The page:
affecting human outcomes, Crystal Waters, disturbing the peace, effective uses of the human voice, effective voiceovers, emotional scars, Erykah Badu, giving constructive feedback, Human voice, Jaguar Wright, outrage, talking out, thoughtful reflections, verbal abuse, voice affirmations
It is 6:36 a.m. on Saturday morning as I prepare this post. My legs are wiggling…still…as I listen to the just-makes-you-wanna-dance sounds of Alicia Myers “I Want to Thank You” through the headphones of my iPod. Though I wrapped up this morning’s workout more than ten minutes ago, I continued to dance up the stairs and throughout the kitchen, even while preparing a pot of coffee, all while my beloved babies and husband lie asleep. Oh, this feels like a great start to my Saturday! Quiet, grown-up time! Yes!
As I listen to Alicia’s voice, and that of the other singers (Jaguar Wright, Crystal Waters, P!nk, Erykah Badu) that grace the cool-down portion of my playlist, I give further consideration to how we use our voices, and how much of a role that decision plays in affecting human outcomes. In fact, I wrote this comment on Facebook just yesterday:
“Never underestimate the POWER of YOUR VOICE. With it, you can coalesce forces, or dig a divide; build consensus, or add to the din of despair; inspire hope, or harmonize with the hopeless; lift someone’s spirit, or join in the sing-song of the naysayers. The world awaits the melody of this precious instrument. Shall we hear it?”
There are so many beautiful ways to use our voices. We can whisper a sweet encouragement or affirming inspiration; hum a spiritual, or other tune that may evoke a beautiful memory or stir up nostalgia; or speak with a conviction that others may need to hear during a particularly difficult time of their lives. In essence, we can be a voice for others, a vessel, an instrument, carrying what someone else may need for that moment. By this, I am not suggesting that our voices should always be used to keep the peace, or have a placative effect. Quite the contrary! Our voices should also be used to mark our outrage, and incite action on behalf of those without the power, position or luxury to do so themselves. You can still say what you need to say without using your words as weapons of mass destruction, further displaying your emotional disconnection; however, it is just as important that you choose what you say before offering up what you believe is wisdom or insight, through the gift of voice.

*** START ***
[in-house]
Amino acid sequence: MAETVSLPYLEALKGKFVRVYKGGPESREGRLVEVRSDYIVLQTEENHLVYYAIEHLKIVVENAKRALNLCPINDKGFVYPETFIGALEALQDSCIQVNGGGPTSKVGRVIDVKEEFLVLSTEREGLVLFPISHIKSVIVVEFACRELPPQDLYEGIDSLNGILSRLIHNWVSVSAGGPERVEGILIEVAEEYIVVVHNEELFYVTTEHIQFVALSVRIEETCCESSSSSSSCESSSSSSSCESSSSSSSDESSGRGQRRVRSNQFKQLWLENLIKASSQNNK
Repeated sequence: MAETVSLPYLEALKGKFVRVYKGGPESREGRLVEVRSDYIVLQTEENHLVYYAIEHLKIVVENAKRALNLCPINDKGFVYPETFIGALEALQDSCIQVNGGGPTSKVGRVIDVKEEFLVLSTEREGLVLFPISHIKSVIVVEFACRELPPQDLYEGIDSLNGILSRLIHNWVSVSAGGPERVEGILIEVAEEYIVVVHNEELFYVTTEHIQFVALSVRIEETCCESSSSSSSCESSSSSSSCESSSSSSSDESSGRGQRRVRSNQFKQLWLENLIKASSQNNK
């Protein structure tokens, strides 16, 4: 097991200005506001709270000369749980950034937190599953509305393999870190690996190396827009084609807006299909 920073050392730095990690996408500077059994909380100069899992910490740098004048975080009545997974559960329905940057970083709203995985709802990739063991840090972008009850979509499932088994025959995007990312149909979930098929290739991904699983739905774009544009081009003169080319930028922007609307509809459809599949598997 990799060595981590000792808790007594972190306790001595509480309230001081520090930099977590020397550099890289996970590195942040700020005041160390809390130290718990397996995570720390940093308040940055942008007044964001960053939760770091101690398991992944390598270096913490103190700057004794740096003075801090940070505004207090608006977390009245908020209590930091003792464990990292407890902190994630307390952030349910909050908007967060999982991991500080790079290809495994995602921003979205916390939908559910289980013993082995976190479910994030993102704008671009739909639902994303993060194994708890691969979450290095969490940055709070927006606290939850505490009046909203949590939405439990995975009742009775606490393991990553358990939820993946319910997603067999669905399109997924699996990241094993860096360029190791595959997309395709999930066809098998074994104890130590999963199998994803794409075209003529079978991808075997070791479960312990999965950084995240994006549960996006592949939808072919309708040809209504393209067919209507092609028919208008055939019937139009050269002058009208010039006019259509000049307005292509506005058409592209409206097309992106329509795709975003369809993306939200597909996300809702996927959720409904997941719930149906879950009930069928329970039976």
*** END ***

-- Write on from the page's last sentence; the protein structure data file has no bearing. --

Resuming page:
Unfortunately and much too often, I find that we speak without first thinking. Guilty, anyone? Sometimes, our words are measured, deliberate, and carefully ensconced in political correctness and sensitivity so as not to offend, or result in hurt feelings or a bruised ego. But many times, we just open our mouths and say whatever the hell comes to mind, through the non-meditations of our heart, insecurities, past hurt or other feelings of inadequacy.
I consider the various occasions that I’ve heard words exchanged between “loved” ones in public places and across rooms, all with the intention of making a point, in the process tearing down the other, emasculating them, sometimes to the point of inciting a daggone riot! Sometimes the heated exchange is followed by apologetic pleas and requests for forgiveness, but by then the damage is already done. The seeds have been planted, and feelings of inadequacy, judgment, and hurt take root within the recipient. The guilty party may be hurt as well, remorseful not necessarily for the offense, but because of the knowledge that they have no power to recant the un-constructive criticism, vehement tongue-lashing, or disparaging diatribe that was dished out in the first place. Though the abuse is not physical, the emotional scars can be far more afflicting and cut deeper than any bruise, cut, or laceration. You can’t just cover them up! It is the voices that continue to reverberate in the heads of the offended.
So yes, say what you need to say, but not without consideration for how your words may be received, and the multiplicity of ways in which they can be interpreted. There’s most certainly more than one interpretation. While you can’t always gauge how your words may be received (they’re often received through the lens of the recipient, through the baggage of their own personal life journeys), you can always check the truth and sincerity of your intentions to be sure.
Say it, speak it, hum it, sing it, lift it! Lift your voice to do good and not harm; soothe, not insult; transform folks, not put or keep them in their place; restore, not ridicule; bring about justice, not judgment; and affect change, not inflict wrath. Lift Your (Every) Voice, but mark my words!